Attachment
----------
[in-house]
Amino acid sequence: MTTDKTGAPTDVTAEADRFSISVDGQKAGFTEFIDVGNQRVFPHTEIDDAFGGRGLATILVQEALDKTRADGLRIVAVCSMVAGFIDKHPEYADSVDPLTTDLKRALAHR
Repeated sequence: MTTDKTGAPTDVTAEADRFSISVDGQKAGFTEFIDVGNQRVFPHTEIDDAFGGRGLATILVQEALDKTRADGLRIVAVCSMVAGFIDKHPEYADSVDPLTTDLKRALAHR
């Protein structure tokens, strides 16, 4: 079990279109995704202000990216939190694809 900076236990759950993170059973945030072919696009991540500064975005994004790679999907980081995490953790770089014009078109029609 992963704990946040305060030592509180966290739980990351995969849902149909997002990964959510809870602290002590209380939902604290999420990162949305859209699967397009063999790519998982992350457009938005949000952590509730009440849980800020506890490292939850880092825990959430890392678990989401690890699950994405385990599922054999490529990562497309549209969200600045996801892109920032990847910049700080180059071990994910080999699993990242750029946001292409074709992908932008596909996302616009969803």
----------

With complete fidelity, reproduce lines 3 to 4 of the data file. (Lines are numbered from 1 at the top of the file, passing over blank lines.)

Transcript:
Repeated sequence: MTTDKTGAPTDVTAEADRFSISVDGQKAGFTEFIDVGNQRVFPHTEIDDAFGGRGLATILVQEALDKTRADGLRIVAVCSMVAGFIDKHPEYADSVDPLTTDLKRALAHR
């Protein structure tokens, strides 16, 4: 079990279109995704202000990216939190694809 900076236990759950993170059973945030072919696009991540500064975005994004790679999907980081995490953790770089014009078109029609 992963704990946040305060030592509180966290739980990351995969849902149909997002990964959510809870602290002590209380939902604290999420990162949305859209699967397009063999790519998982992350457009938005949000952590509730009440849980800020506890490292939850880092825990959430890392678990989401690890699950994405385990599922054999490529990562497309549209969200600045996801892109920032990847910049700080180059071990994910080999699993990242750029946001292409074709992908932008596909996302616009969803």